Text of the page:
On Give Me a Wall, ¡Forward, Russia! sounded like a scrappier, even more earnest Bloc Party, setting their angst to sharp guitars and basslines that owed a heavy debt to post-punk. They wore their hearts on their collective sleeve, and on Life Processes, they do so even more literally and bombastically. Working with former Minus the Bear member and producer Matt Hughes (also responsible for twiddling knobs for Mastodon), the band sounds massive, and massively ambitious: "We Are Grey Matter"'s enormous buzzsaw riffs, vast keyboard expanses, and quicksilver rhythmic shifts make Give Me a Wall's prog and emo leanings explicit. ¡Forward, Russia! sound even more earnest and serious here than they did before, and singer Tom Woodhead's voice carries the brunt of that burden: he spends most of Life Processes singing with vocals scrunched up in a painful falsetto that may be an acquired taste, but leave no doubt that he really means what he is singing (whether or not listeners will glean much from lyrics like "April is dripping/A sponge soaked in mucus" is anyone's guess). There's also no doubt that the band's sound is surprisingly heavy on Life Processes, with the muscularity of "A Prospector Can Dream"'s metal-tinged guitars echoing the album's anatomical cover artwork. Songs like "Spring Is a Condition" -- on which Woodhead wails "This! Is the end! Of your life!" over a mathy guitar riff honed to a fine point -- show off their remarkable chops and often show more nuance than ¡Forward, Russia!'s singing and songwriting. "Don't Reinvent What You Don't Understand" crams more musical stunts and tempo shifts in its intro than many bands attempt in an album. Their emotional but very technical onslaught, which tends to feel like exquisitely crafted variations on one ranting theme, doesn't let up until three-quarters of the way through Life Processes. The luminous yet heavy ballad "Some Buildings" proves that ¡Forward, Russia! can slow down without losing any of their intensity. However, the band slows down too much with "Fosbury in Discontent," which mistakes a draggy piano melody for soul-bearing. When they find balance between their prowess and surging emotions, as on the propulsive but nimble single "Breaking Standing," ¡Forward, Russia! can be truly powerful. The utter zeal and conviction with which they play are often breathtaking, even if they don't leave room for much subtlety or humor, and can be more than a little exhausting for listeners who are not as impassioned as ¡Forward, Russia! so clearly are.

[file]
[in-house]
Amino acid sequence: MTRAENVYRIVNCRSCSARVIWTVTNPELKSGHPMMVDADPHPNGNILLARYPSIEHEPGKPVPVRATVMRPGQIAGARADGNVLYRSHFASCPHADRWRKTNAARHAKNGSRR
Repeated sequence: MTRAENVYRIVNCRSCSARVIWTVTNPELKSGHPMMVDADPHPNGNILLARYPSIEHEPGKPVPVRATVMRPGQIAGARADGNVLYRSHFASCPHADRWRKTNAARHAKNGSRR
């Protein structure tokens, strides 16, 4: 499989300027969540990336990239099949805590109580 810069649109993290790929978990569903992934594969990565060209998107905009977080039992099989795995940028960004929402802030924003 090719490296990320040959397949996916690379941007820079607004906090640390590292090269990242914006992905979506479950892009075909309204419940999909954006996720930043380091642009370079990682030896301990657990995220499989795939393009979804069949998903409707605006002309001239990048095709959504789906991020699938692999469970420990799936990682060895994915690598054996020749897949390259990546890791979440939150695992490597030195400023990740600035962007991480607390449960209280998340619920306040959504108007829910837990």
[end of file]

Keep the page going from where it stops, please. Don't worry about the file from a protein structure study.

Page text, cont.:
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AllMusic Review by Heather Phares